Browse through any new car tech specs and, in all but the more budget-oriented ones, you’ll surely find a list of driver assist systems.
The thing is, the implementation varies from one manufacturer to the other, so while one lane departure warning might, for example, turn the steering wheel automatically for you, another will just issue a warning – and so on and so forth.
Factor in the semi-autonomous technology and things become even more complicated. Not just for customers, but for dealership personnel, too, who are not always up to speed concerning what each feature can or, most importantly, can’t do.
Head of advanced engineering at Continental, Ibro Muharemovic, was working on a lane-recognition system for an American manufacturer that he won’t name. When the company launched the system, he took his mother to a dealership to show her his work. “I asked the dealer what the car could do, and then he kind of scared me”, he told Autonews. “He told me the car could drive itself. I knew for a fact that it couldn’t.”
A more serious incident occurred on May 10, 2014, when Donna Lee, who was test driving a Mercedes-Benz GL450, was told by salesman Desmond Domingo to not touch the brake pedal as they were approaching a line of stationary cars in front of them. Domingo was confident the Merc’s Distronic system would apply the brakes itself and bring the SUV to a stop, which it didn’t, resulting in a collision at 40 mph!
The National Automobile Dealers Association has already announced, since April, that it would launch a “My Car Does What” campaign to educate consumers about the various features in each car. Yet, this might not be enough as it doesn’t tackle the other side of the problem, namely the salesperson.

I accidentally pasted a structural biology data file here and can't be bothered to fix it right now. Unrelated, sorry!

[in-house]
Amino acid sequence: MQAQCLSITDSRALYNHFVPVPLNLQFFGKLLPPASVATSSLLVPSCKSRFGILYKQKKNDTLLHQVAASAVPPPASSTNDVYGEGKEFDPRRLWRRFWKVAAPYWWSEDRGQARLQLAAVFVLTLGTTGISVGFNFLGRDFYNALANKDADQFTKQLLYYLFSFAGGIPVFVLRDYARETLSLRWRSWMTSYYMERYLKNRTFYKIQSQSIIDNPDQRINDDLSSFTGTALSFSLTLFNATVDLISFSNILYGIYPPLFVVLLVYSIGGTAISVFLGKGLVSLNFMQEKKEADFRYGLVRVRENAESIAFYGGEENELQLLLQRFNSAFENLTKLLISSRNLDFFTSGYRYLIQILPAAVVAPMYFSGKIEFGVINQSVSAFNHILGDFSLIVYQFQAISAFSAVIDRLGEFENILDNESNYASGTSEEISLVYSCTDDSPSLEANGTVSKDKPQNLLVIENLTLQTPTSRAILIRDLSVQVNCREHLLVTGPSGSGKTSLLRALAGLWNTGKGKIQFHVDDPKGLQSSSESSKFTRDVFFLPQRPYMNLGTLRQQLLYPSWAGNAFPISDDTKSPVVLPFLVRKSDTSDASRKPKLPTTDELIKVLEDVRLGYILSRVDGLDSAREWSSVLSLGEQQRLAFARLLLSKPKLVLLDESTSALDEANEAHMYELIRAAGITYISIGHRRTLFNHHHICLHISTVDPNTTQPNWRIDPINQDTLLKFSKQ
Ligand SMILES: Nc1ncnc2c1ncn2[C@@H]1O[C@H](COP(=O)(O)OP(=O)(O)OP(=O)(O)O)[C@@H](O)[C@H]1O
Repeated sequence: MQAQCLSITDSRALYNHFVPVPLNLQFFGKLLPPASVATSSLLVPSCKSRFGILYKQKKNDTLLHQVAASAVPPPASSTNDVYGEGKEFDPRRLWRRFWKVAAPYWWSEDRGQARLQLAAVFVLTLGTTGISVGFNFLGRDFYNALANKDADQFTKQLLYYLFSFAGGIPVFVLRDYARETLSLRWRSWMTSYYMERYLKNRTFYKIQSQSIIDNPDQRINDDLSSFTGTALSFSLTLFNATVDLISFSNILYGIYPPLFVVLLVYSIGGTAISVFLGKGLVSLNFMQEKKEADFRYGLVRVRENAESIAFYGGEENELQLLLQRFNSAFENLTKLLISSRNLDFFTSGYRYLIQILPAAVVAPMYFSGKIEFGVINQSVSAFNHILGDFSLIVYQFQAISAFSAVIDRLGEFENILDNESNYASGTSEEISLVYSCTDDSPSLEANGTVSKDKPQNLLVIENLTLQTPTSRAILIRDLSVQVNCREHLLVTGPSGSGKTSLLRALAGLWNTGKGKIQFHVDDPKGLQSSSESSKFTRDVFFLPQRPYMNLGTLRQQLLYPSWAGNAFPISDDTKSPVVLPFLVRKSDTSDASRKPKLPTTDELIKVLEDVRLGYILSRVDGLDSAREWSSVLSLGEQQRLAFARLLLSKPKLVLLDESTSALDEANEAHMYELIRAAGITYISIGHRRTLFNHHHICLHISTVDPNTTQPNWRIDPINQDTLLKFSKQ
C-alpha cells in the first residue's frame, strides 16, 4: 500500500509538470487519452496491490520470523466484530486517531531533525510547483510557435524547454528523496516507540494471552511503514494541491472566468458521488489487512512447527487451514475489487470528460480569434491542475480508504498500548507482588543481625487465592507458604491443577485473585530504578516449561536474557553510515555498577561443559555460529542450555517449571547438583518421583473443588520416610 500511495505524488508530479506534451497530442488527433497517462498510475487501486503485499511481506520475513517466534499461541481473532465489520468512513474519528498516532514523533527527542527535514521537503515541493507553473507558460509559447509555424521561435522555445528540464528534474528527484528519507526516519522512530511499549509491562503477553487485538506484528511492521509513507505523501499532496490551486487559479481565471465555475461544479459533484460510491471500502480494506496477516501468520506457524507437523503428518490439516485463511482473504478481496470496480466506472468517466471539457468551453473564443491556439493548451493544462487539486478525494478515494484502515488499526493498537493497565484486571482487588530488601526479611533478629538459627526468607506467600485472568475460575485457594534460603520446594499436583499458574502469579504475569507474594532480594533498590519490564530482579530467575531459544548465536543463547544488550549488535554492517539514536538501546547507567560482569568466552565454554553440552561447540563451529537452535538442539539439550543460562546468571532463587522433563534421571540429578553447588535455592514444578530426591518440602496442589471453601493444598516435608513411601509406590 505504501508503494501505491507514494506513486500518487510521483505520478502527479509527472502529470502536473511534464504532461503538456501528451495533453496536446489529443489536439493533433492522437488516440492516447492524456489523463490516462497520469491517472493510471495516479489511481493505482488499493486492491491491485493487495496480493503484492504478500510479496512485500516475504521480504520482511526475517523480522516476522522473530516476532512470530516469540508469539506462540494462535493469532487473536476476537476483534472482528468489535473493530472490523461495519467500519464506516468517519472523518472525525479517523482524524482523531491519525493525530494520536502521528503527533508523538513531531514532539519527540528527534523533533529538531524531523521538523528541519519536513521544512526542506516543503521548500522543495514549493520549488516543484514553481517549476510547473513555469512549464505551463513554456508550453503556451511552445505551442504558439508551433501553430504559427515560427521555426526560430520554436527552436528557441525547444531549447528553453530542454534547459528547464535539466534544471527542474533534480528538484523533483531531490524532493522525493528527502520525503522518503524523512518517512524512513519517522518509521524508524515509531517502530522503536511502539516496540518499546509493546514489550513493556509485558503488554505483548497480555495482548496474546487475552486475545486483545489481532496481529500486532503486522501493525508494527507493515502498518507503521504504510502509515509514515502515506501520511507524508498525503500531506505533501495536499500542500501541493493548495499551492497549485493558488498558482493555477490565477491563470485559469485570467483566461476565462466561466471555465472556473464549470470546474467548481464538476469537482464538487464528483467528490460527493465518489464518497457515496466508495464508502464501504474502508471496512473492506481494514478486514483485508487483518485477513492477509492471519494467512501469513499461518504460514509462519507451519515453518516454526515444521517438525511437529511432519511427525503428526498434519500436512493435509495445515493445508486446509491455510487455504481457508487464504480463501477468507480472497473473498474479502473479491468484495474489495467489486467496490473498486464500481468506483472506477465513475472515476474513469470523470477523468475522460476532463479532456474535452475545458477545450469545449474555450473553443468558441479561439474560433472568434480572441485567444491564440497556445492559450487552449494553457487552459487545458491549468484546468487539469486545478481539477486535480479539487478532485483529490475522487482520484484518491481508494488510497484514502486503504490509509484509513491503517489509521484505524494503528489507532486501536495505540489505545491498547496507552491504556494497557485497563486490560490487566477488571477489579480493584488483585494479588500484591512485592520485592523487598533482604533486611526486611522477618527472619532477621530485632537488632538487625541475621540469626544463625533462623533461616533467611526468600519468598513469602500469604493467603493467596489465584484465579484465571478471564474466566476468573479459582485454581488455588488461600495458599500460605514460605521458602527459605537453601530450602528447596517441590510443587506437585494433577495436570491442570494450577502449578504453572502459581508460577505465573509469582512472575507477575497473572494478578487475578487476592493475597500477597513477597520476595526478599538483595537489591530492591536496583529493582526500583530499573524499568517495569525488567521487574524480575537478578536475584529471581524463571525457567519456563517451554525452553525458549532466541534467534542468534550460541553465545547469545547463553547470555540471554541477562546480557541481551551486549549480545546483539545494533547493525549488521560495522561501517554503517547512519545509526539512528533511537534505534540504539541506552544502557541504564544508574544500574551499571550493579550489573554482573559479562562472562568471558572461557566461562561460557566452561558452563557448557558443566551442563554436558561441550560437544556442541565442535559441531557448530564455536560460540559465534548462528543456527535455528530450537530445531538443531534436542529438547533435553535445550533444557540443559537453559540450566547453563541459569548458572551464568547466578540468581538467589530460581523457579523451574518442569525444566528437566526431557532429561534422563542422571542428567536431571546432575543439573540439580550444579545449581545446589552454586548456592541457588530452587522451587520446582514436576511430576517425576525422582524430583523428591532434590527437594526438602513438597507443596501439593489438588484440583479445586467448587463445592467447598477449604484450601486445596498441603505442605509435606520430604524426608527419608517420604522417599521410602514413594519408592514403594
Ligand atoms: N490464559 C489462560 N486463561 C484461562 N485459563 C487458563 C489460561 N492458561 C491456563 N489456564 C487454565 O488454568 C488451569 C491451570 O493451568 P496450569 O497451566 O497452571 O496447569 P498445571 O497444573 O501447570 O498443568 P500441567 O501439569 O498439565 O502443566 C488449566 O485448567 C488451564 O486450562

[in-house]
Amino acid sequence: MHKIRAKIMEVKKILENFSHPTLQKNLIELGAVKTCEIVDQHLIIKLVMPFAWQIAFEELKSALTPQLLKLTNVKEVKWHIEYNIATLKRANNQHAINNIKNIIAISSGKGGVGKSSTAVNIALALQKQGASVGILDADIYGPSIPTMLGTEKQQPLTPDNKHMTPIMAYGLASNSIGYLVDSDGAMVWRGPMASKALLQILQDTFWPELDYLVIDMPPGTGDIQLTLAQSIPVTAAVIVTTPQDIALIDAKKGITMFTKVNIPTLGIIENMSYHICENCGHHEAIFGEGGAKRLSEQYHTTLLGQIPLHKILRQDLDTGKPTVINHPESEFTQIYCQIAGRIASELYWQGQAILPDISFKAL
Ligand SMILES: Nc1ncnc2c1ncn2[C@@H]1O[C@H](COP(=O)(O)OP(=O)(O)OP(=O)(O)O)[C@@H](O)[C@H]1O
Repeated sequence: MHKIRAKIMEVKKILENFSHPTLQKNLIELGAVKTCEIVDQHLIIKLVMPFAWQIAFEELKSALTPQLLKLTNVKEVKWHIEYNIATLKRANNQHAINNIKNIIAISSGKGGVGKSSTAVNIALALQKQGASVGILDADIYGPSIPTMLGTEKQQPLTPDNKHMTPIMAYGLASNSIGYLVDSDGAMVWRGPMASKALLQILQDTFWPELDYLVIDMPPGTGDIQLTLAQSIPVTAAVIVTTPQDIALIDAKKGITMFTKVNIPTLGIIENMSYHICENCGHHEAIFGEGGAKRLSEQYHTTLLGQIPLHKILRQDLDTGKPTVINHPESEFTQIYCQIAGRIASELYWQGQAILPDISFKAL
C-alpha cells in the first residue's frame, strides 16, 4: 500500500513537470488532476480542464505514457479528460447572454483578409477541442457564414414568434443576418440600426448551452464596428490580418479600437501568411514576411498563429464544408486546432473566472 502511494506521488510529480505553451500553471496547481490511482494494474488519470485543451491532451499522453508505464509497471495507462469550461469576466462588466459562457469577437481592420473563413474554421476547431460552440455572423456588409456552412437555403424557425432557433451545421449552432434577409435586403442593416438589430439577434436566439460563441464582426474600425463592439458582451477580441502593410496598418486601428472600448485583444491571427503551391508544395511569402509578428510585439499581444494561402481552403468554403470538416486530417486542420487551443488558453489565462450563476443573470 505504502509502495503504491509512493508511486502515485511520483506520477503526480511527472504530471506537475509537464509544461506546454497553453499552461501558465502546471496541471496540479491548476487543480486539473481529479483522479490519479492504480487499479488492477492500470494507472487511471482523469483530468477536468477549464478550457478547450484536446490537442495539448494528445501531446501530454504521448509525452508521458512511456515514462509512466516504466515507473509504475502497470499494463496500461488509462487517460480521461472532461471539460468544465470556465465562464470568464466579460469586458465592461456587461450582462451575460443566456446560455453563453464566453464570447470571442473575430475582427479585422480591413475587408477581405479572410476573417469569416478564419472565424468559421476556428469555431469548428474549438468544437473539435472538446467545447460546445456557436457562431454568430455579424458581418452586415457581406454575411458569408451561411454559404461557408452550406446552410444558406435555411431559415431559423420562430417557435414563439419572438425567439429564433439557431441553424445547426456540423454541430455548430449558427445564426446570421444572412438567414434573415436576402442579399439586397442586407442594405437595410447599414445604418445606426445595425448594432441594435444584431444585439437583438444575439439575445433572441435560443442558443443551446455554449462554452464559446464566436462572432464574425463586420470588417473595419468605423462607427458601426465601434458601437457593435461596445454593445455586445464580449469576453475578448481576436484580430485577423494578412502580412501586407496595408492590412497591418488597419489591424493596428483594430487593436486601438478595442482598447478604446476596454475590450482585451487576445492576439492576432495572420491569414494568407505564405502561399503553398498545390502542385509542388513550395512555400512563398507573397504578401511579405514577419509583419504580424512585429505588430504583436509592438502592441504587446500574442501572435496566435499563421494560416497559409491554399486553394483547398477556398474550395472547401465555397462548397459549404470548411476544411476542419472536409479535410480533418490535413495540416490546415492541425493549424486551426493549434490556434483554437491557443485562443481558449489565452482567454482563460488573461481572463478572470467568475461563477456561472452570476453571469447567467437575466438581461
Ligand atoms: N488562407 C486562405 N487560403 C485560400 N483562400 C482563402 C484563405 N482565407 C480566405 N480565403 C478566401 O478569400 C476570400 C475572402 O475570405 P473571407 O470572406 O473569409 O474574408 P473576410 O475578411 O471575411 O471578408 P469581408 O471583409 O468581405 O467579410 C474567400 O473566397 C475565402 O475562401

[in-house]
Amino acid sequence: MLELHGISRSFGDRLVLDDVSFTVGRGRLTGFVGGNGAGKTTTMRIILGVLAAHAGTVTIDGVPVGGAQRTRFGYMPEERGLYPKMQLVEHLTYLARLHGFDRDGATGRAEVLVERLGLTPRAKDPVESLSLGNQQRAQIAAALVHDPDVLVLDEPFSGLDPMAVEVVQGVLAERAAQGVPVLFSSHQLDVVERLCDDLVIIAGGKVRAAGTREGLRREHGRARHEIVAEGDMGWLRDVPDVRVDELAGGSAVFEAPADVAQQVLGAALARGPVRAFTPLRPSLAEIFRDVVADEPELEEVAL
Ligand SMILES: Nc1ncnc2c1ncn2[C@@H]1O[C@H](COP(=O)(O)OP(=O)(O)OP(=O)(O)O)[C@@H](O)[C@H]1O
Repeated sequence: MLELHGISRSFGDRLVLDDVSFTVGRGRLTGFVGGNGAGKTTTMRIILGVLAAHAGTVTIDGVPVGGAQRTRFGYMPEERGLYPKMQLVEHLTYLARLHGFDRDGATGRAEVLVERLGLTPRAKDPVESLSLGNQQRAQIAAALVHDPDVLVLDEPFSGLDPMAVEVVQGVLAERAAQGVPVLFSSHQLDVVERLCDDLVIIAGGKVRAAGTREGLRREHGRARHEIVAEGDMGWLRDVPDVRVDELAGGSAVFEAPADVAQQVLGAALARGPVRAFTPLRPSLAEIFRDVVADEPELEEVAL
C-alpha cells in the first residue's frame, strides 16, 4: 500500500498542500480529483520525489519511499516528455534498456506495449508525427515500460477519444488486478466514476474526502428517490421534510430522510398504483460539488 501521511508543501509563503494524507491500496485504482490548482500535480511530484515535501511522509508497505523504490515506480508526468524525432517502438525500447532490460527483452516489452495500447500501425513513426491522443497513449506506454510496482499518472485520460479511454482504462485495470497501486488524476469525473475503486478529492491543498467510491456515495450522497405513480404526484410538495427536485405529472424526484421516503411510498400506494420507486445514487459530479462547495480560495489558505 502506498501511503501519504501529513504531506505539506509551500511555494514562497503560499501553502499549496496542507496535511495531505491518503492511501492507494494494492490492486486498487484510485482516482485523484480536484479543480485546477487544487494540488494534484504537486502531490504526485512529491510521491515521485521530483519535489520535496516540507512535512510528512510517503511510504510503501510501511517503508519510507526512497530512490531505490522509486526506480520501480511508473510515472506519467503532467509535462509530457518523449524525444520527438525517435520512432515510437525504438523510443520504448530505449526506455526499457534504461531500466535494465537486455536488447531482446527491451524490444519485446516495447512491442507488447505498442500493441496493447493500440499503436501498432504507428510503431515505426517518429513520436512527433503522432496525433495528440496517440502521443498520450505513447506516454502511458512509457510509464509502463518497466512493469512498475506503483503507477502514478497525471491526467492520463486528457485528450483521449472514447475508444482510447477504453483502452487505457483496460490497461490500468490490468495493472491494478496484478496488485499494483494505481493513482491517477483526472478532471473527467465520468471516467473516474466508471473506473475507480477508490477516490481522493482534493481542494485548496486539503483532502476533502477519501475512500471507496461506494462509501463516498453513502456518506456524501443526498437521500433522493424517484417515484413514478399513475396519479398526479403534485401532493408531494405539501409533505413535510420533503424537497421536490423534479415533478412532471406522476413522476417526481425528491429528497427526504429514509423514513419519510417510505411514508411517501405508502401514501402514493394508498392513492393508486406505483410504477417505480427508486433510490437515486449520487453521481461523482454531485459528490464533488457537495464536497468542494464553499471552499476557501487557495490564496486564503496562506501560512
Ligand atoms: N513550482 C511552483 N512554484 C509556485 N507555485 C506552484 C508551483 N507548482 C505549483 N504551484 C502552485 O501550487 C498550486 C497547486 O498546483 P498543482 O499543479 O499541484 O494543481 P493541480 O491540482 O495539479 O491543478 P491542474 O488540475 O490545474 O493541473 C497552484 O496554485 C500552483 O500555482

NADA’s own data show that U.S. dealerships had an average turnover rate of 65 percent for salesmen and 88 percent for saleswomen in 2015. Thus, it will be very difficult to hang on to experienced staff, who can educate the prospective buyer as he/she should.
AutoNation CEO Mike Jackson describes the whole situation as “a mess” and states that it won’t be resolved until fully autonomous cars come online. He also suggests that dealerships should seriously consider changing their attitude towards salespersons, who are mostly judged on closing a deal by negotiating on the price.
“A lot of people who love talking about technology, the last thing they want to do is talk price”, he said. “It’s an oxymoron. They don’t go together”.
What he proposes is moving to a non-negotiation model that is based not on commission, but a fixed salary, in order to attract the right kind of people. Somehow, we can’t see that happening anytime soon, though…